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July 06, 2008 COPD and exercise BEYOND PULMONARY REHAB

Posted Jul 07 2008 7:07pm

Taking a nap/break from computer, Fill in later.

OK I'm back. It has been a week since the long walk. A week of muscles in my legs recovering from the extra use...they really hurt for two days. Nothing that a couple of ibuprofen couldn't help tone down to a tolerable level. I rested and recouped from 'overdoing' it. No way should anyone attempt to over do this way unless extremely well prepared and conditioned. But I am after -- 5 years of walking 30-60 minutes almost every day, and then for longer one day every other week.

Looking back to my beginning pulmonary rehab classes,: Respiratory Therapists made me slow down - because walking over 1.5 mph would push my pulse rate sky high, just standing up it went to 124. They worried about my blood pressure so much that they sent me back to my doctor to obtain a written permission to take the classes. I would walk on the treadmill for about 15 minutes at under 2 mph for about 6 weeks. I was told to not go above 124 pulse rate which was impossible, but I did keep it near 130. My favorite was the schwinn stepper, I hurried to use that machine first. In reclining position it felt so easy in comparison to the TM. The exercyle also was not as difficult because of not supporting my own weight. We finished up the day with small weights. My arms were pathetic, that is where I first lost my strength.

The first part of rehab was classes that taught us about COPD, how to cope with it, what to ask our doctors, and all about medications, keeping a good diet, making a day scheduled with good activity and exercise, and regular rest or sleep hours. They also covered oxygen equipment and assisted us in getting what O2 portable was best for us. Right off I had an oximeter, which was frowned on back then. Now Dr. Thomas Petty recommends...and has a booklet, guide for patient's and "Your personal oximeter".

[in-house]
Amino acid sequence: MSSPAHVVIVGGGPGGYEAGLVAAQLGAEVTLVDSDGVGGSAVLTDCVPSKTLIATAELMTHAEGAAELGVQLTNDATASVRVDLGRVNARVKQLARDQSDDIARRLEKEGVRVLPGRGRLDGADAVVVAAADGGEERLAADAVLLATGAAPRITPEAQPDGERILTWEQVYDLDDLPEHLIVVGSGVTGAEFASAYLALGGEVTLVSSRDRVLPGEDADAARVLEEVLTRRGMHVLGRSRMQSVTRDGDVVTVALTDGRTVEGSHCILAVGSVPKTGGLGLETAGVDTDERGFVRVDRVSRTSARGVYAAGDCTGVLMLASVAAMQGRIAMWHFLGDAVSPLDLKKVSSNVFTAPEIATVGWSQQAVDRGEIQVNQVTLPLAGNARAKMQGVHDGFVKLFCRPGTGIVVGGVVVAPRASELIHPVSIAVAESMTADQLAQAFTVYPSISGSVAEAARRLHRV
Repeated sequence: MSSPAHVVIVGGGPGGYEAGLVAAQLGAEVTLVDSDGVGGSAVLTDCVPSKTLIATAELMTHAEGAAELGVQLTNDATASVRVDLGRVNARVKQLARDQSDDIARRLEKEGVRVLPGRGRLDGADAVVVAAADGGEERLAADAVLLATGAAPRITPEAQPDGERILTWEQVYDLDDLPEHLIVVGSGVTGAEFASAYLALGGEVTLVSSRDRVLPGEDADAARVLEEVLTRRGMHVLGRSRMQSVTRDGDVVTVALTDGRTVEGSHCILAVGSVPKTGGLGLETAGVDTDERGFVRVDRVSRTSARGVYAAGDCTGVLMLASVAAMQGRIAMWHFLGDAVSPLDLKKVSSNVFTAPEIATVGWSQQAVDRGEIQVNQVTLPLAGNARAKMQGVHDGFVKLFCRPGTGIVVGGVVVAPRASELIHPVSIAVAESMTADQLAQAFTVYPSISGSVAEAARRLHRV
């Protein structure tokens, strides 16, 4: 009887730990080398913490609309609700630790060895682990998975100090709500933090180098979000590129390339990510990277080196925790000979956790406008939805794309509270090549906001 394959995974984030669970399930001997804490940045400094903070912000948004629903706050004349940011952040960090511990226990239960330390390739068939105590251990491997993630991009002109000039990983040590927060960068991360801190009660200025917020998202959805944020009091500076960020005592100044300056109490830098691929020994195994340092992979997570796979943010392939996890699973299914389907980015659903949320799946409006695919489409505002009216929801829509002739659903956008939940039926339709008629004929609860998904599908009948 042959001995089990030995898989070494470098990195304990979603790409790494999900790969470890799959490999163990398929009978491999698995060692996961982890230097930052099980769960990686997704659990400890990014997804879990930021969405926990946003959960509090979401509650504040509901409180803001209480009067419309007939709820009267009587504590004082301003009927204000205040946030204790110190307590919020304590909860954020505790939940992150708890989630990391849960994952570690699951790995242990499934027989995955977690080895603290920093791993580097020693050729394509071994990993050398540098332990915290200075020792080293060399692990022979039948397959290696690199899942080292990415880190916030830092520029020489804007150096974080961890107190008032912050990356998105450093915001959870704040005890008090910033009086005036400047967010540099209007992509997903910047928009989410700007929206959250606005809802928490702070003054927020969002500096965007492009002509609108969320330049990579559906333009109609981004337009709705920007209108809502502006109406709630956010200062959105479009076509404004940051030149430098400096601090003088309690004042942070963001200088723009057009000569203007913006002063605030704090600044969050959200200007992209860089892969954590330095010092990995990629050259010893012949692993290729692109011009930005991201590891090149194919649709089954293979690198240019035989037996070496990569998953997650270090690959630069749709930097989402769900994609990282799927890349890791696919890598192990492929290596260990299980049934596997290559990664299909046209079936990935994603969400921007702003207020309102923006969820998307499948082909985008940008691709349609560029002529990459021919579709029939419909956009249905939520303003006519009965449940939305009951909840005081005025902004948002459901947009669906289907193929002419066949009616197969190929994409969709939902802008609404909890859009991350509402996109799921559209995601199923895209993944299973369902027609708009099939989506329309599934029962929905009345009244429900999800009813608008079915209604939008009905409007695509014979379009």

I have never regretted all the hard work...and it IS hard work to rehab back to normal strength. The gains in function and quality of life are tremendous, and it has served to keep my lung functions from progressing beyond the aging factor that everyone has. One can do well with a LOT LESS activity, but it is my understanding to maintain good fitness one should work up to about a 25 minute mile, if possible, the longer a time walking, the better, but a half hour a day or an hour several times a week is good. That is my minimum now, and it has enabled me to do other things for longer, such as shopping, social outings. It increases ones endurance for meetings, playing with grandkids, and travel. It is also helpful in keeping ones mental status and attitude more positive.roxlyngcd@comcast.net

Your Personal Oximeter: A Guide for Patients by Dr. Petty

by Thomas L. Petty, M.D. This booklet is available at no cost to those who live with COPD or have been prescribed oxygen
>
http://www.nonin.com/petty.asp?PageID=6010&utm_source=NONIN&utm_medium=Por

http://tinyurl.com/392uus

Starting an exercise program:http://www.perf2ndwind.org/html/exercise.html

Essentials of Pulmonary Rehabilitation, byThomas L Petty,MD. Brian Tiep MD. & Mary Burns, RNhttp://www.perf2ndwind.org/Essentials-2005.pdf

Starting with the most severe deconditioned: "No matter what your age or physical conditionyou can benefit even starting in bed

http://www.send2press.com/newswire/2006-11-1110-008.shtml



exercising in bed

http://www.laterlife.com/laterlife-ragdale-bed-exercises.htm



You can start out withsitting exercises...watch samples at this site...then

make up your own routine
.http://www.sitandbefit.com/

It is Never Too Lateto StartWhen it Comes to Exercisehttp://www.acsm.org/AM/Template.cfm?Section=Search&section=20033&templat
A list of websites with execises for every abilityhttp://blog.360.yahoo.com/blog-HdGpCfwjdL7iXldypdt0ZrU-?cq=1&tag=ex2

roxlyngcd@comcast.net

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